Exploring Southwark and discovering its history
The large imposing Victorian buildings that were once the workhouse for the parish of Camberwell can be seen from the train as you travel from Queen’s Road Peckham to Peckham Rye, just before the train passes the Bussey Building. Built in 1878, there was already one workhouse within the parish in Havil Street but with an ever increasing population requiring poor relief and more space on the Havil Street site required for infirmary accommodation, it became necessary to build a second workhouse to accommodate able bodied inmates. The site in Gordon Road had previously formed part of the grounds of a convent called Nazareth House but when the railway was built right next to the convent, the noise and dirt disturbed the nuns’ peace so they sold the land and the workhouse built. For a while, before the new workhouse was built, the Camberwell Poor Law Union housed some aged and infirm men in the convent building. A description of their activities can be found here.
The new workhouse comprised a three-storey central administration block flanked each side by four-storey dormitory wings and connected by elegant colonnades at first floor level. One block provided accommodation for men who were employed in stone breaking and wood-chipping and the other block housed women who carried out laundry work. Originally the workhouse accommodated 743 inmates. The casual wards of the workhouse, separate from the main dormitories, provided temporary accommodation for one or two nights to the homeless poor and vagrants. The workhouse became known, like its counterparts throughout the country, as the Spike. John Beasley credits the words as being first recorded in 1866, and goes on to quote Bart Kennedy writing in 1906: “The homeless men who go along the road call the casual ward the spike … It means that when you have come to the very end of things you are impaled.”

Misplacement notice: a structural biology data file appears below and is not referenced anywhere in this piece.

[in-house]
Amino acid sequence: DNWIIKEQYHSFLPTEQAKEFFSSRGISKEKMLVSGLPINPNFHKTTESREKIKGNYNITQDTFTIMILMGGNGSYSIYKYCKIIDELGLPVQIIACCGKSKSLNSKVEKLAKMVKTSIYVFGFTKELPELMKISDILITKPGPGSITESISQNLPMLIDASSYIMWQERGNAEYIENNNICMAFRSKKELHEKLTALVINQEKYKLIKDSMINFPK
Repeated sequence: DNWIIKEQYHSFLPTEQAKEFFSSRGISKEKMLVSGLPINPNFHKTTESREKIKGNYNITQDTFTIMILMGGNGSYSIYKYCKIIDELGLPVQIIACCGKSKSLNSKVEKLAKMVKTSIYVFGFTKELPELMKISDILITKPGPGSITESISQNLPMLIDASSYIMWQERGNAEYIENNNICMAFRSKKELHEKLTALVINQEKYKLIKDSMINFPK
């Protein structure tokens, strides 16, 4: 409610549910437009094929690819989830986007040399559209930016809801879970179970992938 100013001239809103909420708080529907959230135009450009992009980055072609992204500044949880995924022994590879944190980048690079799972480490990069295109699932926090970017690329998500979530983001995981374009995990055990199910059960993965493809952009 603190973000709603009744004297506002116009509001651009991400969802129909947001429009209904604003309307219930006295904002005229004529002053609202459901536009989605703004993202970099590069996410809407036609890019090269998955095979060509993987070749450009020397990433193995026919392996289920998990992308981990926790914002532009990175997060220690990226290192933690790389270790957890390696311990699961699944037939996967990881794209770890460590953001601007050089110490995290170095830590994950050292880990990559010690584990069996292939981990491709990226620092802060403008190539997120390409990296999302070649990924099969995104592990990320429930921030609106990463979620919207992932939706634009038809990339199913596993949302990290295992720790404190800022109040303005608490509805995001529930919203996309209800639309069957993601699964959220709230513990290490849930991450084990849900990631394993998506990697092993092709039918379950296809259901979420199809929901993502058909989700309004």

In 1930, the Gordon Road workhouse became the Camberwell Reception Centre run by the LCC and in 1948 its running was taken over by the National Assistance Board. It became a place where homeless single people, mainly men, were able to find a bed for the night. The homeless and destitute were unwilling to go to reception centres and many preferred to sleep rough on the streets so much did they detest the Spike, Camberwell Reception Centre in particular. One wing now accommodated the long term “residents” who, as long as they performed some kind of chore, could stay all day, and the other wing was now for casuals who had to queue up outside every day to get a bed, bath and food. A first hand account of being one of the Centre’s “guests" can be found here and an informative article regarding conditions at the Camberwell Reception Centre at the time of its closure can be found here.
In the 1980s, Reception Centres such as the one in Gordon Road were seen to be a relic of the old Poor Law system and unable to cater for the many medical problems, both physical and mental, that were encountered. Responsibility was passed to local government and voluntary organisations. Camberwell Reception Centre closed in 1985 and has been converted to provide housing association apartments.